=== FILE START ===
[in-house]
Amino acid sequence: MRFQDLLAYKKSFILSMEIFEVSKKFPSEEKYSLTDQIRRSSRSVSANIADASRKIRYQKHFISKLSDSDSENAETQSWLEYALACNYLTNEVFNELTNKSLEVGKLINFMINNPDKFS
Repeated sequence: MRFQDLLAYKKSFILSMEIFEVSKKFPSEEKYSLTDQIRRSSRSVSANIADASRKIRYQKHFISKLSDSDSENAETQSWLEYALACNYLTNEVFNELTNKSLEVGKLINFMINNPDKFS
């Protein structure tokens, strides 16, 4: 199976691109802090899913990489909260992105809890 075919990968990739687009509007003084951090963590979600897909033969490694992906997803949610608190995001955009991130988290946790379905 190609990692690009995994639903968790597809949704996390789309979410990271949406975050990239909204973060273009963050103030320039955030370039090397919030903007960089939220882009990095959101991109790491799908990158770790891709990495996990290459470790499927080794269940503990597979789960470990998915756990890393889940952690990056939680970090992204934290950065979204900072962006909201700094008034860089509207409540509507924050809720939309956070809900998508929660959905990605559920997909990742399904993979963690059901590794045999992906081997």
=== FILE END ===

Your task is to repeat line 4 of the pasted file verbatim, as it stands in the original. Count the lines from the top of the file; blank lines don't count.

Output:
């Protein structure tokens, strides 16, 4: 199976691109802090899913990489909260992105809890 075919990968990739687009509007003084951090963590979600897909033969490694992906997803949610608190995001955009991130988290946790379905 190609990692690009995994639903968790597809949704996390789309979410990271949406975050990239909204973060273009963050103030320039955030370039090397919030903007960089939220882009990095959101991109790491799908990158770790891709990495996990290459470790499927080794269940503990597979789960470990998915756990890393889940952690990056939680970090992204934290950065979204900072962006909201700094008034860089509207409540509507924050809720939309956070809900998508929660959905990605559920997909990742399904993979963690059901590794045999992906081997």